Catalysing India's e-economy
With a strong foundation of digital infrastructure and expanded digital access, India’s IT sector can add tremendous value to the Indian economy while also empowering its citizens
India is shifting quickly to become digital on the backdrop of a robust foundation of IT industry and swiftly moving on the cusp of a data revolution. An average Indian today consumes approximately 8.3 GB data per month, a 92 per cent increase compared to the data consumption four years ago, and by 2022 the per capita data consumption is expected to touch 14 GB.
By 2022, the next half billion Indians will come online for the first time through their mobile phones. The immense digital presence of Indians in terms of 1.25 billion Aadhaar, 1.2 billion mobile phones and 1 billion bank accounts requires colossal digital infrastructure for storage and processing of data. This massive amount of data appetite of a digital-first nation has opened magnificent avenues for businesses and government alike.
Data provides a golden opportunity for India to become a global data hub as a billion-plus populous country is poised to reduce the digital divide between rural and urban population by connecting the entire country through broadband. India's digital consumer base is the second largest in the world and growing at the second-fastest rate amongst major economies. India's inclusive digital model is narrowing the digital divide within the country and bringing benefits of technology to all segments of people. To leverage this opportunity, India needs to develop a chain of data centres across the country to store, process and analyse data.
Let's have a closer look at the data dynamics of India. IndiaStack, the paperless layer that leverages Aadhaar, is reported to have powered around 17 billion e-KYCs (know your customer) and saved more than $7 billion in authentication services for the Government of India. This stack offers endless opportunities to fintech companies, healthcare providers and others to understand customers better and provide value-added services.
Similarly, the deployment of Unified Payment Interface (UPI) has enabled financial inclusion of millions of unbanked citizens while the online Goods & Service network has brought in transparency in the flow of funds across states. Since the inception of UPI by the end of December 2019, India has captured 149.65 billion transactions. Given the volume of digital transactions happens daily on various platforms such as GSTN, GeMin addition to IndiaStack and UPI, and many others, it demands pertinent use cases for building further layers of technology to harness the power of data.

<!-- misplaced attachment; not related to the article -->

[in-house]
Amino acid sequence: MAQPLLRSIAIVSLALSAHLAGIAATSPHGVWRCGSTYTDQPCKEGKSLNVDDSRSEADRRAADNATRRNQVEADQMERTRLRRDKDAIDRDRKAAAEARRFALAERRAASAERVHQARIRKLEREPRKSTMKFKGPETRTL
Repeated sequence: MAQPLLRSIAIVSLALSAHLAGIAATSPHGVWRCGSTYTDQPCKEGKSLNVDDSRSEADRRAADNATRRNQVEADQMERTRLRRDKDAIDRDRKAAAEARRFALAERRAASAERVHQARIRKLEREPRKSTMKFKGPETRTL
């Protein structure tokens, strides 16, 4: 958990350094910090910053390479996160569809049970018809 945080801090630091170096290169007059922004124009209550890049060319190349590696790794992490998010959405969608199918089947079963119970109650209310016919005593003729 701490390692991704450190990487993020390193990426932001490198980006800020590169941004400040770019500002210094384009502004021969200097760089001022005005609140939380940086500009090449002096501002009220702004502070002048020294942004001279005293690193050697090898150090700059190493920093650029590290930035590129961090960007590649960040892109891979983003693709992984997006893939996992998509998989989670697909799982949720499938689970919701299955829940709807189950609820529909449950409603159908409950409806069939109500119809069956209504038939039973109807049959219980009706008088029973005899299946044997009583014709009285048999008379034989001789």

The emergence of deep techs such as artificial intelligence, machine learning and big data will further fuel the growth of the data economy in India. What's needed now are essentially various frameworks and technology interventions that can govern all the dimensions of data, encompassing generation, processing, storage, utilisation and application.
Technology interventions are empowering citizens digitally. The availability of vast resources across the country enabling Indian IT industry to scout for business models through which the resources can be aggregated and optimised so that the same can be available to everyone at an affordable price and the timely technology intervention will disrupt the transformation of traditional businesses into a technology-led shared economic model. With the rapid digitisation, the ambit of the sharing economy is expanding further.
From mobility to hospitality and asset sharing to equipment rental, the sharing economy is becoming a new normal for millennials. According to a report by EY, the global sharing economy can reach $335 billion by 2025 and during the same period, India's shared economy will touch $20 billion.
On the premise of data-driven economy, in the current budget, the government's thrust on further easing of business norms and incentivising startups; embracing emerging technologies such as AI, ML, IoT, 3D Printing, Drones and Quantum Computing; building required digital infrastructure in terms of connectivity to public institutions at Gram Panchayat level and also to create data centres pan India will definitely build the necessary ecosystem needed for inventing and creating cost-effective solutions and services to citizens in a seamless manner for their inclusion in the mainstream of the society.
Such initiatives/policy interventions will also ensure the growth of the industry verticals and the startup ecosystem exists in the country. These initiatives will certainly disrupt and ignite the youth of the country to empower them to become job creators and contribute towards the social upliftment.
Empowering citizens with technology enablement is the key to success for a nation. To serve this mandate, the government is timely focusing on all the core areas such as data connectivity, secured data storage, adoption of technologies and empowering startup ecosystem to further catalyse economy, bring more FDI, help build low-cost solutions for resolving the wider challenges of various sectors while propelling the economy of the country to achieve $5 trillion by 2025. As connectivity becomes omnipresent with advancing digital capabilities, quick and radical changes across every sector of the Indian economy can also be expected.
The writer is the Director-General of Software Technology Parks of India. Views expressed are strictly personal
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